The UK Government has published its response to its consultation, launched in October 2021, on potential changes to the UK IP protection framework regarding the interplay between IP rights and AI. We discussed the consultation, as well as the outcome of a previous call for views.
The consultation centred on the following three specific issues. The outcome of each reflects the Government's overarching objective of reaching evidence-based conclusions which strike the right balance between encouraging innovation in AI technology and the use of AI, against the importance of preserving the role of IP rights in the promotion of human creativity and innovation.
Copyright in works made by AI
At this time, the Government does not propose to make changes to the law providing copyright protection for computer-generated works where there is no human author, albeit this is an area that it will keep under review. The use of AI in the creation of these works is still in its infancy, and therefore the impact of the law, and any changes to it, cannot yet be fully evaluated. The consultation also asked about the implications of AI and the policy on computer-generated works in relation to design protection but no significant concerns were raised by respondents.
Text and data mining using copyright material
The Government's response recognises the need for an expanded data mining exception for copyright and database rights for any type of use. Rights-holders will not be able to opt-out but will have safeguards to protect their content, including a requirement for lawful access (albeit contract terms preventing the making of copies to carry out TDM will be unenforceable). Of the options discussed in the consultation, the Government has therefore chosen the widest (compared to the recently introduced EU exception, which whilst allowing TDM for any use, does incorporate a right-holder opt-out). Such an exception is likely to promote the use of AI in the analysis of copyright material for machine learning, research and innovation purposes. It will also, however, impact on existing business models based around licensing of such data, and may therefore impact on charges for access to relevant works.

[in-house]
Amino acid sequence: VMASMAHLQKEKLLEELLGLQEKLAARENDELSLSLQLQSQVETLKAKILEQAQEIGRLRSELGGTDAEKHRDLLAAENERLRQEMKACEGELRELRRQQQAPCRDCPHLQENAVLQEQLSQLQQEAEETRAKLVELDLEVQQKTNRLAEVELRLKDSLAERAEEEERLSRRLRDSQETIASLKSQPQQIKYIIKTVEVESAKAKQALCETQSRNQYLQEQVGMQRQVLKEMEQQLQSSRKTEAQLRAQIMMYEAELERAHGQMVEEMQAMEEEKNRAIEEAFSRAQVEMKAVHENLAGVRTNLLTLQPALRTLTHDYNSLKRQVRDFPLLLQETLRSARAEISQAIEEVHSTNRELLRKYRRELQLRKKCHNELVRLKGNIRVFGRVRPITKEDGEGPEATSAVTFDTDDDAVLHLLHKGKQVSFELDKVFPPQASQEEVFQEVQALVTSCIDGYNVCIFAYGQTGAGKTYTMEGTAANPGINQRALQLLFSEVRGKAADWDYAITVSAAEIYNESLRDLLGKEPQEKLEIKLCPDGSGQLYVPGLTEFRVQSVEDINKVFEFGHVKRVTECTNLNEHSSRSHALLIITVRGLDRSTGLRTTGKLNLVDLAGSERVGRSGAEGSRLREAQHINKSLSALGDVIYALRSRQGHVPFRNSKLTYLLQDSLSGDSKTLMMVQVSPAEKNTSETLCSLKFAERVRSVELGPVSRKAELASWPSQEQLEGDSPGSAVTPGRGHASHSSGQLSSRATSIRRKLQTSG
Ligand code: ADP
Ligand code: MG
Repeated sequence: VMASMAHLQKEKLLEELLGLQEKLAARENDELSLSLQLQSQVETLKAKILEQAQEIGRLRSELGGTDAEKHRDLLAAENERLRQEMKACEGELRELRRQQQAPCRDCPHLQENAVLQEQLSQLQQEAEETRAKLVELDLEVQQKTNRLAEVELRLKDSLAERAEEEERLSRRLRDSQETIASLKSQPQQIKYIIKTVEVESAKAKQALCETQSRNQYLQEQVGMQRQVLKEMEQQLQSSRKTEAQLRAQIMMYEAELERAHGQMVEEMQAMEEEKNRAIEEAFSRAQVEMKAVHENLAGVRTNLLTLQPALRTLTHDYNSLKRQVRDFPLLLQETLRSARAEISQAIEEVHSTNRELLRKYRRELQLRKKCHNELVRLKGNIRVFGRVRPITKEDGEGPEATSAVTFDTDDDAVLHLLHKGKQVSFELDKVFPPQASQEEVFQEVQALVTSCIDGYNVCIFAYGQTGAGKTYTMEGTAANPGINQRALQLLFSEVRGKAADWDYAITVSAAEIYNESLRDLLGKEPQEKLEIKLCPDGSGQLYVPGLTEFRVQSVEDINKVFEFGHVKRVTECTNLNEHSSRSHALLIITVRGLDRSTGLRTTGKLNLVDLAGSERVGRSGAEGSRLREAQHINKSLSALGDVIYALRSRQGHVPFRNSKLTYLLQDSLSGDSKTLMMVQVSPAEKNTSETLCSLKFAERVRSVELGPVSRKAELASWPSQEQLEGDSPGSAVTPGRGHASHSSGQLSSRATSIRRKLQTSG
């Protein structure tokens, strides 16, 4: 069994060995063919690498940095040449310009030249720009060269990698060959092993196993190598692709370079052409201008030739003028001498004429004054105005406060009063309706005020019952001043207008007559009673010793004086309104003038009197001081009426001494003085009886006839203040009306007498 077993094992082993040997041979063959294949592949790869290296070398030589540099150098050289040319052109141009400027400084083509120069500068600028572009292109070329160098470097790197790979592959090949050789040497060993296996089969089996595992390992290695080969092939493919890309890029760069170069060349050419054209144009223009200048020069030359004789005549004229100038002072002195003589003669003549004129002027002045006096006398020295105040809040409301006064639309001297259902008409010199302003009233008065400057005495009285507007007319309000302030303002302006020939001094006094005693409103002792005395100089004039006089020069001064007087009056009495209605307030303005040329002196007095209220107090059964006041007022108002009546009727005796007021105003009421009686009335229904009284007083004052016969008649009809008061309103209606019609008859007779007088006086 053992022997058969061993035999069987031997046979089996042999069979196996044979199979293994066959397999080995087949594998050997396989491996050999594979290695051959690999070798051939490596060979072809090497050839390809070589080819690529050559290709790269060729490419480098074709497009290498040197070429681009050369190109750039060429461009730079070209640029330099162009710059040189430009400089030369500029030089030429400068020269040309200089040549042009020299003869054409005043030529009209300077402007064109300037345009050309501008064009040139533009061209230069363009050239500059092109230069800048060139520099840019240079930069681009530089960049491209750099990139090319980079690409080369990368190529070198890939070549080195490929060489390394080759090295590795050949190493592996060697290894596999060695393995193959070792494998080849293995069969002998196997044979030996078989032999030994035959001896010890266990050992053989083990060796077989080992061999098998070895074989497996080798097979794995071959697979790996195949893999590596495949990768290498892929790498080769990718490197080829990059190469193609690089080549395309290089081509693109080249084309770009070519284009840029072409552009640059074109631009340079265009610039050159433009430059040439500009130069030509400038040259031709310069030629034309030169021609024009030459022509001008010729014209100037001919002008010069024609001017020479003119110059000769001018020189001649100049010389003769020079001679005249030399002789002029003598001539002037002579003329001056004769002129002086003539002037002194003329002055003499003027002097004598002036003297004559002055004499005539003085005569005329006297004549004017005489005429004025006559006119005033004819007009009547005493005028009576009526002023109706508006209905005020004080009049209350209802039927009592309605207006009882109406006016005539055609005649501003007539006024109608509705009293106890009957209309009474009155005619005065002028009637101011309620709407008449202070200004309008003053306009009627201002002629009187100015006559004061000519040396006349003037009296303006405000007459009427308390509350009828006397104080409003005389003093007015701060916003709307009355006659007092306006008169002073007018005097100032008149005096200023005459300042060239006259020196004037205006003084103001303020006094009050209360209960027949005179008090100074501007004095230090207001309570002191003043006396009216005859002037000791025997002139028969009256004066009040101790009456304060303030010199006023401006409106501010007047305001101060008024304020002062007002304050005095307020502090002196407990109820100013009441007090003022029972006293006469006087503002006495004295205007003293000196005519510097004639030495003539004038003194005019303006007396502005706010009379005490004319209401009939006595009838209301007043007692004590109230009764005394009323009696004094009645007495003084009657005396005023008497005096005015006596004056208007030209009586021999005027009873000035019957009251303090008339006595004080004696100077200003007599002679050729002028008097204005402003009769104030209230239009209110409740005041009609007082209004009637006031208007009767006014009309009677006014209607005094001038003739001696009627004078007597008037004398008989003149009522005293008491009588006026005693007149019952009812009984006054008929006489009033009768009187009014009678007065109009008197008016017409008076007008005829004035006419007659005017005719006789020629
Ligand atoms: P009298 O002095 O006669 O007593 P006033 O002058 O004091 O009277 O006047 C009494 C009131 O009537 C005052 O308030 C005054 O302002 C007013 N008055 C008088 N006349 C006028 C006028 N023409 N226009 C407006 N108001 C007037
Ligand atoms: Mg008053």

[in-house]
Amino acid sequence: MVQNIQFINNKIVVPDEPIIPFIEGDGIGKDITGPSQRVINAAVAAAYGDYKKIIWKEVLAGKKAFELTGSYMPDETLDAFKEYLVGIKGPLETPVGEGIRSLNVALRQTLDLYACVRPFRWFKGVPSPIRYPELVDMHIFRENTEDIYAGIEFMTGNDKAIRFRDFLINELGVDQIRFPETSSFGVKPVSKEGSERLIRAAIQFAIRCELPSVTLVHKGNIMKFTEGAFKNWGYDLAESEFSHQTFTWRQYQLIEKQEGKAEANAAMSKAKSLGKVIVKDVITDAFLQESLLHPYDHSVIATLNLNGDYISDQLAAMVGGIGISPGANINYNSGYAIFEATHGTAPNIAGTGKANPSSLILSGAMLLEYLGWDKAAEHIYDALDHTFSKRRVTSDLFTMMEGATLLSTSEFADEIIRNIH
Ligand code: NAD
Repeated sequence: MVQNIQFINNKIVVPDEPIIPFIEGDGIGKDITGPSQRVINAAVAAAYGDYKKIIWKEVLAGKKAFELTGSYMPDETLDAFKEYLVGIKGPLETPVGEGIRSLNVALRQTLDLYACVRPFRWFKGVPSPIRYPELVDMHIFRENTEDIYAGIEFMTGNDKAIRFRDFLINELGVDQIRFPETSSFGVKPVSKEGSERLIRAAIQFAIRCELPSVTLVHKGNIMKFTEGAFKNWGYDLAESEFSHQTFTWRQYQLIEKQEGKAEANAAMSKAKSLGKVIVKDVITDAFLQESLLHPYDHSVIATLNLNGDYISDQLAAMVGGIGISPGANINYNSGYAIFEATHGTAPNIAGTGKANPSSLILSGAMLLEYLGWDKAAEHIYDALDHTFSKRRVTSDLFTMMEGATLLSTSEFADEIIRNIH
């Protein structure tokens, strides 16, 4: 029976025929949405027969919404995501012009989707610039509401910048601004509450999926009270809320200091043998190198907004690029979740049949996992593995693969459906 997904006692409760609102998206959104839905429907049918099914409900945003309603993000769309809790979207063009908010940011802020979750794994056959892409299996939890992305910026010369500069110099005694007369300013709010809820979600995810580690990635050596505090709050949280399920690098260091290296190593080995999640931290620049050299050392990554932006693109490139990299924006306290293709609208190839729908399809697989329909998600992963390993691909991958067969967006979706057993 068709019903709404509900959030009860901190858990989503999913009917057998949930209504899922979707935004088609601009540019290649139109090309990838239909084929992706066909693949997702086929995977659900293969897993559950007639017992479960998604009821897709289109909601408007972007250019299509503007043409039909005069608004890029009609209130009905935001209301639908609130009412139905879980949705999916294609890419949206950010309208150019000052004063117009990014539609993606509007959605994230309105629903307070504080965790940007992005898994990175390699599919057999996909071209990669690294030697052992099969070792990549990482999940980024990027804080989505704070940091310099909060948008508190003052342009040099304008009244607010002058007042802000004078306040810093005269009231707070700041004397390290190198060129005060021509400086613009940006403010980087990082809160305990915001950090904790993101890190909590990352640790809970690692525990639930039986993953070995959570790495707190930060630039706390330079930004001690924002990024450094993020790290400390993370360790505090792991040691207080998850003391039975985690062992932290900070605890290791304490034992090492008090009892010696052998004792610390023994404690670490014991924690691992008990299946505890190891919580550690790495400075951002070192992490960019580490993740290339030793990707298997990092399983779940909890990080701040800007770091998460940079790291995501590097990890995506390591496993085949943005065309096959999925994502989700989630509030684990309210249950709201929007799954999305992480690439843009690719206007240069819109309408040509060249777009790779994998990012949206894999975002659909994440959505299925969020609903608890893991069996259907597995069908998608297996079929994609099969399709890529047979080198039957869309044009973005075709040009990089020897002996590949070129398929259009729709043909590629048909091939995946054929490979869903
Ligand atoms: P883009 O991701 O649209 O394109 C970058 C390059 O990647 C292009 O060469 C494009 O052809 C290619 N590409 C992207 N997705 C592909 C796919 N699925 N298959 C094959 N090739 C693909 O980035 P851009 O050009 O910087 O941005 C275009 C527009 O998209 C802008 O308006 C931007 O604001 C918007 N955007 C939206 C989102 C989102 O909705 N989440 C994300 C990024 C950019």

Patents for inventions devised by AI
The Government has no present plans to introduce changes to the UK's patent inventorship criteria. As such, the Government's response endorses the Court of Appeal ruling concerning the Dabus machine that under UK law an AI machine cannot be named as an inventor and all patents require a human inventor. Whilst the Government's response indicates that this is an area which will be kept under review in the light of further innovation in AI technologies, it also acknowledges the concern raised by many respondents to the consultation, that any unilateral change to UK law on inventorship may prejudice international patent filings in markets that are important for UK interests. Accordingly, the ambition must be that any future change to the law on inventorship should be harmonised internationally.
Finally, the Government notes in its response in this section its concern that recent publicity about naming an AI system as an inventor risks the incorrect conclusion that UK patent law does not protect AI-assisted inventions. AI-assisted inventions that meet the legal requirements for protection may of course lead to the grant of a patent. The issue for the future will be over how to deal with AI systems that are truly advanced enough to invent without human intervention, a position most respondents to the consultation considered had not yet been reached.
The Government says it will identify suitable legislation to make the required changes on text and data mining in due course. In relation to patents for inventions devised by AI, the Government has committed to advance AI inventorship harmonisation discussions in international fora. In the meantime, we continue to wait to hear if the Supreme Court will grant permission to appeal in the Dabus litigation.